One Water does not easily reflect the implications of different return periods of flooding, e.g., the 2-year impact versus the 100-year impact;
One Water can portray the need to be highly cautious about the water quality impacts of infiltration.
One of the bases for SC is to restore the surface water balance to pre-development conditions. End-of-pipe treatment works but SC initiatives do not have the storage magnitudes as needed, since storage is expensive. Knowing and understanding that infiltration is a slow process is essential, because without storage, “restore” cannot be accomplished.
Although little research has been conducted on urban evaporation, Ramamurthy and Bou-Zeid (2014) found that impervious surfaces can promote significant evaporation and are able to evaporate at higher rates than vegetated surfaces when wet, especially just after raining and when combined with intensive solar radiation, due to the heat storage capabilities prior to a rain event [17
]. They reported that evaporation from concrete pavements, building rooftops and asphalt surfaces is discontinuous and intermittent, accounting for ~18% of total latent heat fluxes during a relatively wet 10-day period, with a significant impact on the urban surface energy balance during the 48 h following a rain event when evaporation from impervious surfaces is the highest. Thus, understanding the temporal variability of water flux in urban models is critical. Alternatively, during dry periods, there is limited water availability to evaporate [18
]. Hence, when flooding is high, evaporation is high from impervious surfaces, hence demonstrating the rationale for the dashed lines in Figure 1
, Figure 2
and Figure 3
2.3. The Groundwater Perspective
Due to the profound reduction of groundwater recharge schematically shown in Figure 1
but continued withdrawals of water for water supply for urban areas, groundwater levels will continue to lower, and concomitant subsidence will occur. As a result of the growth of megacities, issues of flooding and city subsidence result from groundwater withdrawal to meet water supply demands, have been exacerbated. Numerous examples throughout the world are already evident, as demonstrated for select cities around the world, as presented in Table 2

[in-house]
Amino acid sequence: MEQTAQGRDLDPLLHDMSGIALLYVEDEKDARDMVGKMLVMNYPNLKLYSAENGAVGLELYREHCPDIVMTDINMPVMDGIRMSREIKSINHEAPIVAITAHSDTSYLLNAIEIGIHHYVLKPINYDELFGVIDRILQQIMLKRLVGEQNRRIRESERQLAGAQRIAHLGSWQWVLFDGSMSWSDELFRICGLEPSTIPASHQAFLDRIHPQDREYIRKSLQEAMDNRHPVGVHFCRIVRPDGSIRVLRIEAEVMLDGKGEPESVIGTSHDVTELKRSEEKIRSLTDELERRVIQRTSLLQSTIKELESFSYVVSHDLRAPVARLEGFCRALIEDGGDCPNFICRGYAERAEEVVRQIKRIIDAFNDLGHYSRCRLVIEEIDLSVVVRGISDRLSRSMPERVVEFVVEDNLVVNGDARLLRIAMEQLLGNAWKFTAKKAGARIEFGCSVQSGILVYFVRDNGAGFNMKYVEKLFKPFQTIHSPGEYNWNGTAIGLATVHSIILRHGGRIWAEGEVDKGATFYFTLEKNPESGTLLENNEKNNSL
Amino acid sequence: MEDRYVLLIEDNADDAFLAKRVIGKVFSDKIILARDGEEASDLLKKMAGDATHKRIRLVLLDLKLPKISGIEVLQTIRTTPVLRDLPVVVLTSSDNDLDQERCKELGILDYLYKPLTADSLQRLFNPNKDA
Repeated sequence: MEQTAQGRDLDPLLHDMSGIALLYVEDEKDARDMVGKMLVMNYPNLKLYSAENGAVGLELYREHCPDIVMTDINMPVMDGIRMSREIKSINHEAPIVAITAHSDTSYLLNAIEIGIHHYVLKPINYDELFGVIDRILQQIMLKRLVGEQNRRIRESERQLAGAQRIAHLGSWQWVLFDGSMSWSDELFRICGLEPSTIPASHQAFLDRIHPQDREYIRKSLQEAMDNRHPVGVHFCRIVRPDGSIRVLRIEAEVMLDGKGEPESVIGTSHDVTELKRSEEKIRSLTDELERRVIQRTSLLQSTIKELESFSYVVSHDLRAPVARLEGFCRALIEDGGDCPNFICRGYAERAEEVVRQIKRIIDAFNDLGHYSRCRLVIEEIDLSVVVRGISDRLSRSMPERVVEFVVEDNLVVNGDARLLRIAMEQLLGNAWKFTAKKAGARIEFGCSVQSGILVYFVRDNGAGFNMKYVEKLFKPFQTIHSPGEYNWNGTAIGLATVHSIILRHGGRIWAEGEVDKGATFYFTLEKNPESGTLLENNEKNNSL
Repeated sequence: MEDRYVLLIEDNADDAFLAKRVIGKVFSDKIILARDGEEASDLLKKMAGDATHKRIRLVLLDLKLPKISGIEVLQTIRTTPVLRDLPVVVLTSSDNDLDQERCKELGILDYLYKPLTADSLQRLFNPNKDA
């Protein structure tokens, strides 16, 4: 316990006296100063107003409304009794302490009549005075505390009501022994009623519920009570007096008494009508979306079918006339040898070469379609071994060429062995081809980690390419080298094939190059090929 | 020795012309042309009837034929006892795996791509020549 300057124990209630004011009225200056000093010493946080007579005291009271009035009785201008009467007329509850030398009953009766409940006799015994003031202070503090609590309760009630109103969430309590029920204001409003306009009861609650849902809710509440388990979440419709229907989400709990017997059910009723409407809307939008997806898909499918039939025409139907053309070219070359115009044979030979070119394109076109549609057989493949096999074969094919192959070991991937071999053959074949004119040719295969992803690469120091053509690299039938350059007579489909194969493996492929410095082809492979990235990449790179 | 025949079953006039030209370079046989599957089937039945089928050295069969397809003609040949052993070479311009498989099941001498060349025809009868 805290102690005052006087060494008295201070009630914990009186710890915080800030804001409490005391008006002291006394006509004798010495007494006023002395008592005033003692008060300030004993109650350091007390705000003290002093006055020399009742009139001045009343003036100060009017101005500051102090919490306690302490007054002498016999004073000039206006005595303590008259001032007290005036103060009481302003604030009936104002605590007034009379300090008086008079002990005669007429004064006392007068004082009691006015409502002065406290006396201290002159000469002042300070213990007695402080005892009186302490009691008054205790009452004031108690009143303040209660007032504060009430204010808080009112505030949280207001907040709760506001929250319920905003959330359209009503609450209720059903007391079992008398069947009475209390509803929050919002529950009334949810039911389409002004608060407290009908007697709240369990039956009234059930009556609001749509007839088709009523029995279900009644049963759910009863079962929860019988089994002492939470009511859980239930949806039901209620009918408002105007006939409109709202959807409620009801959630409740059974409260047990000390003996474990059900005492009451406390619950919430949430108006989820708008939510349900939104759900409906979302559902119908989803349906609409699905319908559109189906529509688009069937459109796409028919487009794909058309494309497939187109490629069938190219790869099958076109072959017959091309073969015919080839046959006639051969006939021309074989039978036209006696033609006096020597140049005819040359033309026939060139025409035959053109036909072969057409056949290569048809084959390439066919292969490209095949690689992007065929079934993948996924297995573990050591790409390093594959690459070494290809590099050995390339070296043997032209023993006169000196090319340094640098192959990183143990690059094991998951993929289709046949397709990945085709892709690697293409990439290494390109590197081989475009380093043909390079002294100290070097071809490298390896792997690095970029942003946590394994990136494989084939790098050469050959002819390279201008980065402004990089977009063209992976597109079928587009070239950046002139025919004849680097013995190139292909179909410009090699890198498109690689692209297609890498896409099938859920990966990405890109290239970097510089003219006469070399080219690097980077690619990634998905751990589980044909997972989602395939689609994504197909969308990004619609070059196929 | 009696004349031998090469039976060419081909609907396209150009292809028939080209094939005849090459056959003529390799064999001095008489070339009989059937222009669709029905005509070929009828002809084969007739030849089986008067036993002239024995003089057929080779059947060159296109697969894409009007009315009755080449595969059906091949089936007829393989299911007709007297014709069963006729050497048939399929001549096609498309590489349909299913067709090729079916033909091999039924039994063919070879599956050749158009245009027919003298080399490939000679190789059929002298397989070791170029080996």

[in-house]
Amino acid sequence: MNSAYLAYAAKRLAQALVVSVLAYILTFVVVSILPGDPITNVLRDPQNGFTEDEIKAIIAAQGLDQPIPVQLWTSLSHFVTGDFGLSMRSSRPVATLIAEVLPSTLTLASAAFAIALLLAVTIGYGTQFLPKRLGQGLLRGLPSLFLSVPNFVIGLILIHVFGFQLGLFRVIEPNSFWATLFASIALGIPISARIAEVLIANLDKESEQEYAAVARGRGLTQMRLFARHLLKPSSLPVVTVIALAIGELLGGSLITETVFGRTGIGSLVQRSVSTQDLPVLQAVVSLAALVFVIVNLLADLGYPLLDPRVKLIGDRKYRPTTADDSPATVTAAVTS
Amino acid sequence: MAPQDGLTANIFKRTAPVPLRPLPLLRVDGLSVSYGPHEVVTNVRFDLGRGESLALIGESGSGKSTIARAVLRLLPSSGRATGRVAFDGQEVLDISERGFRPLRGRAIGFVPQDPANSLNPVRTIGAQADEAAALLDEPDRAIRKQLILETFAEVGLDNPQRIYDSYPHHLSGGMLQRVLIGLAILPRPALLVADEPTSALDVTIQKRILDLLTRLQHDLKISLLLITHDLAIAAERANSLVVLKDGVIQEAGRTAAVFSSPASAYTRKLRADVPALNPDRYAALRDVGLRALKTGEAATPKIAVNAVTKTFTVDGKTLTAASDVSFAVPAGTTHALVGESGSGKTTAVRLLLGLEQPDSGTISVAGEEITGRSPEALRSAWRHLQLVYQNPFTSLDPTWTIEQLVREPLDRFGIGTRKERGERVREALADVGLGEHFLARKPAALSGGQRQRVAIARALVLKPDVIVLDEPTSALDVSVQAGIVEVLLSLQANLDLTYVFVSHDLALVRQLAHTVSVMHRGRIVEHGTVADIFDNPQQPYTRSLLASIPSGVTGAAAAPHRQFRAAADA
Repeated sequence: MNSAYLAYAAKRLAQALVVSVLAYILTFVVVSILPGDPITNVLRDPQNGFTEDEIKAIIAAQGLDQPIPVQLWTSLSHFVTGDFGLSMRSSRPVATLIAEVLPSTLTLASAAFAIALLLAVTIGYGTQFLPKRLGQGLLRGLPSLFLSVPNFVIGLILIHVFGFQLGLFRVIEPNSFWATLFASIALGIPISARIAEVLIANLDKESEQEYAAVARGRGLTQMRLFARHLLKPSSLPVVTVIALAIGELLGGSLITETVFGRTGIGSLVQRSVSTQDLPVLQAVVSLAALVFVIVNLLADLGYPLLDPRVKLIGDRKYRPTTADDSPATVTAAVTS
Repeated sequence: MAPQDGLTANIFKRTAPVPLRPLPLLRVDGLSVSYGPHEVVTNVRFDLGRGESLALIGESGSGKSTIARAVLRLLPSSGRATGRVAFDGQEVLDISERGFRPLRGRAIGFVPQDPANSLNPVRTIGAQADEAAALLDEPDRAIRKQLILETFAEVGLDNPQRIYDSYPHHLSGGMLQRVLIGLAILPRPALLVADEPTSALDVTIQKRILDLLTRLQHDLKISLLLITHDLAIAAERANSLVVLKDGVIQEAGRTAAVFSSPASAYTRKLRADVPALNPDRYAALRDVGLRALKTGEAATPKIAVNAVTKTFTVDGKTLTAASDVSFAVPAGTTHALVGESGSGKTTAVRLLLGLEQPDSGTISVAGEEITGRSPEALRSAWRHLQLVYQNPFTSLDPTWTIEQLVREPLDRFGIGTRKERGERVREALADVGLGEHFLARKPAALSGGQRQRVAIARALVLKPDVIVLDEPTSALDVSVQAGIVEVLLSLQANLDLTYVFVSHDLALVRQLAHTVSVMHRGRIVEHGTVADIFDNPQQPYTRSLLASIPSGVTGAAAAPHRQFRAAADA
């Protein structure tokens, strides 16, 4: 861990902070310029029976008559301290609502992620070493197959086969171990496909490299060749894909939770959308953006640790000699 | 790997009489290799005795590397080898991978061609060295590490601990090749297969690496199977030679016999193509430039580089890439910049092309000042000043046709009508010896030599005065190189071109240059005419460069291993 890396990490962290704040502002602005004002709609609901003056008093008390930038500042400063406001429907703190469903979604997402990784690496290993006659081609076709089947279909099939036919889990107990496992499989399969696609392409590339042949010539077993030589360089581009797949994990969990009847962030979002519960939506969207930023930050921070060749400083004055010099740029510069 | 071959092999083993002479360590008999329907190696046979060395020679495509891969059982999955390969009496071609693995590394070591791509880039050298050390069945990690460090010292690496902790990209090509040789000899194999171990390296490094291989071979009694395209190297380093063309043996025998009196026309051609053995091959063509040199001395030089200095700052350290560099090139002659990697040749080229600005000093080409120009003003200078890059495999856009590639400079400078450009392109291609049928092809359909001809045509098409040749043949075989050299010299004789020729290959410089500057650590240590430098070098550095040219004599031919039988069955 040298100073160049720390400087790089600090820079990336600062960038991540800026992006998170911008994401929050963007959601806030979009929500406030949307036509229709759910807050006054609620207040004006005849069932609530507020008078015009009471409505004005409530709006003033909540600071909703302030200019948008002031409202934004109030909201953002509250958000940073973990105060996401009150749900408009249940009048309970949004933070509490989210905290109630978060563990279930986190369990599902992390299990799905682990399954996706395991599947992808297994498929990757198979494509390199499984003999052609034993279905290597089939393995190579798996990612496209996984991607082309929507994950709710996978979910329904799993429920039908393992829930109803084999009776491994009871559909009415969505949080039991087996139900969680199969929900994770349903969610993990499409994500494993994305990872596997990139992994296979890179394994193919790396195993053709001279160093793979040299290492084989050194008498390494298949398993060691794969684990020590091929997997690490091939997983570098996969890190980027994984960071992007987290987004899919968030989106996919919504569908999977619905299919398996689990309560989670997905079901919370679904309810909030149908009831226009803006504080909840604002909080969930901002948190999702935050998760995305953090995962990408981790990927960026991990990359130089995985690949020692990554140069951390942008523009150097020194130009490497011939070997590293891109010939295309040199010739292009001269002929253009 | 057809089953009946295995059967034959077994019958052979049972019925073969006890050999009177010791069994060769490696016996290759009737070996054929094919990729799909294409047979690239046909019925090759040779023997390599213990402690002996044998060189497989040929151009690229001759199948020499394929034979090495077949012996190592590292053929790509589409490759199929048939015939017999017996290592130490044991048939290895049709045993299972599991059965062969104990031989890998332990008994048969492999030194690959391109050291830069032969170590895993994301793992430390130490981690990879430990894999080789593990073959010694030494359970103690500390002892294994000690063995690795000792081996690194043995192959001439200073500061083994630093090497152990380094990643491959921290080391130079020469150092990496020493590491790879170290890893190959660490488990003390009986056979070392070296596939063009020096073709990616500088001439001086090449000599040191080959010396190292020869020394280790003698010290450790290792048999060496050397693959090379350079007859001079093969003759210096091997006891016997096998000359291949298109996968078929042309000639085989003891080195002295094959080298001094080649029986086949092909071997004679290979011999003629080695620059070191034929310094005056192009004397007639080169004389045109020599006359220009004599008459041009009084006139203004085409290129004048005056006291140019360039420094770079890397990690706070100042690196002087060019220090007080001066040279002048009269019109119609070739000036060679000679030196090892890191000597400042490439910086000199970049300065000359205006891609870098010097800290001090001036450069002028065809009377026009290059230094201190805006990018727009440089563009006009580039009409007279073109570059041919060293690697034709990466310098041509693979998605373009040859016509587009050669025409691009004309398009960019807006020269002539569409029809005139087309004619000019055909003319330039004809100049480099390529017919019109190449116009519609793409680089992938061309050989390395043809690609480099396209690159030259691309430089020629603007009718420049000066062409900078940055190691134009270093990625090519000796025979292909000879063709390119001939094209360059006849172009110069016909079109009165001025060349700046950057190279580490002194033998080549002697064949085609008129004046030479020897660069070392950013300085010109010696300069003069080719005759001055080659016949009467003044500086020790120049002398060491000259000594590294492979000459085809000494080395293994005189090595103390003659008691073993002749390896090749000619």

. To put in context, subsidence rate in many coastal cities have now exceeded the absolute sea-level rise by a factor of 10 [19
In Beijing, the subsidence rate increased up to 52 mm per year from 2003 to 2010 [21
]. The root cause of such damage is that water demands substantially increased due to the rapid growth in Beijing’s population [22
City subsidence levels indicate massive groundwater withdrawals are evident and substantial. Singh et al. [23
] reported that in Beijing, the annual groundwater extraction reached 2.6 × 109
/year, which included roughly 1 × 106
/year for exploitation. Gao et al. [24
] also suggested that the South-to-North canals now provide nearly two-thirds of urban water supplies for Beijing, where these amounts were previously supplied by groundwater withdrawal. Due to such large amounts of historical withdrawal and long-term groundwater exploitation, both groundwater level declines and land subsidence were the result. Cao et al. [25
] reported that 66% of the Beijing plain has been affected by more than 50 mm land subsidence, covering an area of 4.2 × 103
. Ye et al. [26
] have also provided evidence showing the overall land-subsidence affected areas in China have exceeded 90,000 km2
by 2015. On all accounts, overexploitation of groundwater causing land subsidence is life-threatening to citizens [27
] and large groundwater withdrawals are leading to land subsidence [28